Lawyer David Koubbi said Banon had been dissuaded from filing charges by her mother, a regional councilor in Strauss-Kahn's Socialist party. Her mother, Anne Mansouret, admitted in a French television interview in May that she had urged her daughter not to file a complaint after the incident.
Banon came forward again after Strauss-Kahn's May 14 arrest in New York, but Koubbi said his client had no intention of pressing charges while the American prosecution was going on because the two cases should be kept separate.
Banon is now moving forward, Koubbi told The Associated Press. He denied that decision was connected to the weakening of the U.S. case.
“It is all the same to me what happens in the hours and days to come in the United States,” he said.
Mansouret, a regional official in Normandy, did not respond to requests for comment.
If Banon files her complaint, a prosecutor can conduct a preliminary investigation to determine if there is enough evidence to support charges against Strauss-Kahn. Preliminary charges are followed by a lengthier investigation, sometimes lasting years, to determine if the case should go to trial before a judge.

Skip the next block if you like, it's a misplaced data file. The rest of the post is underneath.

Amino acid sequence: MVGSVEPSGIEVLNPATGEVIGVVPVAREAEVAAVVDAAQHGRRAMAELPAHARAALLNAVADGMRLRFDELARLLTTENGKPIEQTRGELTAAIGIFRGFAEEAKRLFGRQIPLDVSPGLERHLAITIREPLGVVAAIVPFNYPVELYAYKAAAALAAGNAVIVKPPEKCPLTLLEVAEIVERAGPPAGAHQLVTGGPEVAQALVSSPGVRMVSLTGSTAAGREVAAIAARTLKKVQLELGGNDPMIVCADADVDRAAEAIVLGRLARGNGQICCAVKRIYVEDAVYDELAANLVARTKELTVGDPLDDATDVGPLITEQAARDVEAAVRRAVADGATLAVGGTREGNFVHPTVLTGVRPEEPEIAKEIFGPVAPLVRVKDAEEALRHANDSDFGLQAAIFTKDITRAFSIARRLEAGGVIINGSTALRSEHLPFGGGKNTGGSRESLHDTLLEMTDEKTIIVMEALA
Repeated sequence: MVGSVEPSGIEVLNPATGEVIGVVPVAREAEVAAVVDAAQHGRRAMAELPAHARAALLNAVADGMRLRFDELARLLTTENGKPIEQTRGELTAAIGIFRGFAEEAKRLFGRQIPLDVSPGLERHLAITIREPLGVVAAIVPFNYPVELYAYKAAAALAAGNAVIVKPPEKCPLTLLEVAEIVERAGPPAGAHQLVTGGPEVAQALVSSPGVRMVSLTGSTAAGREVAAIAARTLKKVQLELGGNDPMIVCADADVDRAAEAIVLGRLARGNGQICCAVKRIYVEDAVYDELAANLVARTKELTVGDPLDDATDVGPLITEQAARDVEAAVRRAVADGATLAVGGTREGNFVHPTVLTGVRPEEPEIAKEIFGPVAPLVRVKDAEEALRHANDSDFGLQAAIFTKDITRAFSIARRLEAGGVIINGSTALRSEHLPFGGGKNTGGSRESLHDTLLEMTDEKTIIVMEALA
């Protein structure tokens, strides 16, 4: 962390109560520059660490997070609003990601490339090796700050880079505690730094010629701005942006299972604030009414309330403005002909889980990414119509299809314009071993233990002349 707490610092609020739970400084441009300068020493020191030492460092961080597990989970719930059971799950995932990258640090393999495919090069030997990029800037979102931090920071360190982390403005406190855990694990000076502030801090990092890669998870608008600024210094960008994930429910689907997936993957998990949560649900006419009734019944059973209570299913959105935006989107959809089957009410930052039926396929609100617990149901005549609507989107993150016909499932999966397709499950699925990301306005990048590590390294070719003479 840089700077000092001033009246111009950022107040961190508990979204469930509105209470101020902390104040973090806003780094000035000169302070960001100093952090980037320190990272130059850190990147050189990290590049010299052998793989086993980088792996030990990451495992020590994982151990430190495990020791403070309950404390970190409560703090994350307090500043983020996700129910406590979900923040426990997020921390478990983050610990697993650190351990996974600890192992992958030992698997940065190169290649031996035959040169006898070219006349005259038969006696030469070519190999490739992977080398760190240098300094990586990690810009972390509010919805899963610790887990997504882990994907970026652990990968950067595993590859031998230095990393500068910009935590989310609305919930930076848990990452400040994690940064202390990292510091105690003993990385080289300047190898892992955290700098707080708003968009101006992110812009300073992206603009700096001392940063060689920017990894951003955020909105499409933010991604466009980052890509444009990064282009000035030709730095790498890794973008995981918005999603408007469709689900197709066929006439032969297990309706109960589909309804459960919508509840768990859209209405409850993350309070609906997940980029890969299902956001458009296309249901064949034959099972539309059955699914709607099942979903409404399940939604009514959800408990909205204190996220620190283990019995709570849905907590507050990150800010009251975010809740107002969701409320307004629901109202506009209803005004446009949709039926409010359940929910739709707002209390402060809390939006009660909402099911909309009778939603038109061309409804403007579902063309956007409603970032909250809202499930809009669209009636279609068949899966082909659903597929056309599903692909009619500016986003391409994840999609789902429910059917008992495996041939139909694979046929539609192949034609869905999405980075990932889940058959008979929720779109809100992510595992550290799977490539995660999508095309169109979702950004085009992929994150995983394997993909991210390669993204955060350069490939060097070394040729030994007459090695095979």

Prosecutors could decide not to pursue the case if they find evidence Strauss-Kahn engaged in forcible sexual contact that fell short of attempted rape. The statute of limitations on the charge of “sexual assault” is three years, while attempted rape charges can be filed for as many as 10 years after the alleged crime.
Strauss-Kahn had been widely seen as the leading presidential contender in the months before his arrest, leading many polls.